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Sales Tax Regulations

State of Rhode Island - Division of Taxation

Sales and Use Tax

Regulation SU 87-50


Food Products

In general, tax does not apply to sales of food products for home consumption by humans when sold by food stores and supermarkets.

Tax does apply to meals, food and drinks, including "take out" orders sold by eating establishments. (Cross reference: Meals)


a. Food products do not include and the tax accordingly applies to receipts from the following retail sales: chewing gum, coloring extracts, dog, cat, bird and other animal foods, root beer and root beer extracts, malt, malt extracts, carbonated waters, ice, soda water, orangeade, lemonade, limeade, ginger ale, beer, wine and spirituous liquors.

Beverages which are made up of water and fruit juices or water and concentrated fruit juices are not regarded as "food products," and therefore taxable. EXCEPTION: CRANBERRY JUICE COCKTAIL.

These taxable beverages, even though referred to as "fruit drinks," may also contain other items such as sugar, corn syrup, citric acid, natural fruit flavors, artificial color, Vitamin A, B2 or C and other ingredients.

Examples of such taxable fruit drinks are: HI-C, Welchade, Mott's A.M. 5 Fruit Juice Drink, Bessey's, BC Cherry-Apple Juice Drink, Hawaiian Punch, and Del Monte Pineapple Grapefruit Juice Drink.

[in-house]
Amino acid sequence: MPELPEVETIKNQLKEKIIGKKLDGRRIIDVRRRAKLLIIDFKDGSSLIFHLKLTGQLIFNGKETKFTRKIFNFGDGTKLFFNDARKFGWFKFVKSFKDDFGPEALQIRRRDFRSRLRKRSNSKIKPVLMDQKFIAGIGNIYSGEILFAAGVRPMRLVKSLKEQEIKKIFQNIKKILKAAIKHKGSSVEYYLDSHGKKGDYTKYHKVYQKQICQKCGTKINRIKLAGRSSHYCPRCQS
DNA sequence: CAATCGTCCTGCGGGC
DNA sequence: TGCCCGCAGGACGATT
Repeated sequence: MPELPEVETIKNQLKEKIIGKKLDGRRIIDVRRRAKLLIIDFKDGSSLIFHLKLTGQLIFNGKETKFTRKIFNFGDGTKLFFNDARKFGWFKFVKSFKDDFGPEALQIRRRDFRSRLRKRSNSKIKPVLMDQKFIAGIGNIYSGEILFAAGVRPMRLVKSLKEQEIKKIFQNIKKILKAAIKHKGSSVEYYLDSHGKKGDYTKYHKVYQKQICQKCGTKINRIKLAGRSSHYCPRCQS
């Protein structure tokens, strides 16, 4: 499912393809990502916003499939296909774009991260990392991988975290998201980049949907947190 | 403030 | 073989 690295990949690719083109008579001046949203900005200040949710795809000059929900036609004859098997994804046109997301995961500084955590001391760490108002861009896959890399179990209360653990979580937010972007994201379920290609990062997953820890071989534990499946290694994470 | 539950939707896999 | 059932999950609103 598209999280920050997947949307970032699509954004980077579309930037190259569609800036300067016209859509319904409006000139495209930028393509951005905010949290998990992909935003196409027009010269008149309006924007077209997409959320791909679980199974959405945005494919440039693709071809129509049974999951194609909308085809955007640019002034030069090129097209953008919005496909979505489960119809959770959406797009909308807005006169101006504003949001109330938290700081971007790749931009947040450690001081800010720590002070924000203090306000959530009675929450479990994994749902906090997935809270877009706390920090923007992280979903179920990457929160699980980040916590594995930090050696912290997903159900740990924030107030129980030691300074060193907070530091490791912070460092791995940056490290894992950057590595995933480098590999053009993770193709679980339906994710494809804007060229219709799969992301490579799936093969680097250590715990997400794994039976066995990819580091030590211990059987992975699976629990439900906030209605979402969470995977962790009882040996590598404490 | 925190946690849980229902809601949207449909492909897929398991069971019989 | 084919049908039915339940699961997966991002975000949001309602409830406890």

Accordingly, such "fruit drink" beverages are in the same taxable classification as orangeade, lemonade and limeade.

b. Candy, confectionery, etc. Tax applies to sales of candy and confectionery, which includes chocolate-coated nuts, candied fruits, crystallized fruits and glazed fruits.

Preparation of fruits, nuts or popcorn in combination with chocolate, sugar, honey, candy or other confectionery unless sold for cooking purposes, are not food products within the meaning of the exemption. The method used in packaging and distributing these preparations, including the kind and size of the container used, will be considered in determining the primary use for which these preparations are sold.

Cake or bar chocolate sold primarily for cooking purposes, is a food product within the meaning of the law. The method used in packaging and distributing the chocolate will be considered in determining the primary use for which it is sold.


DATE: May 1, 1987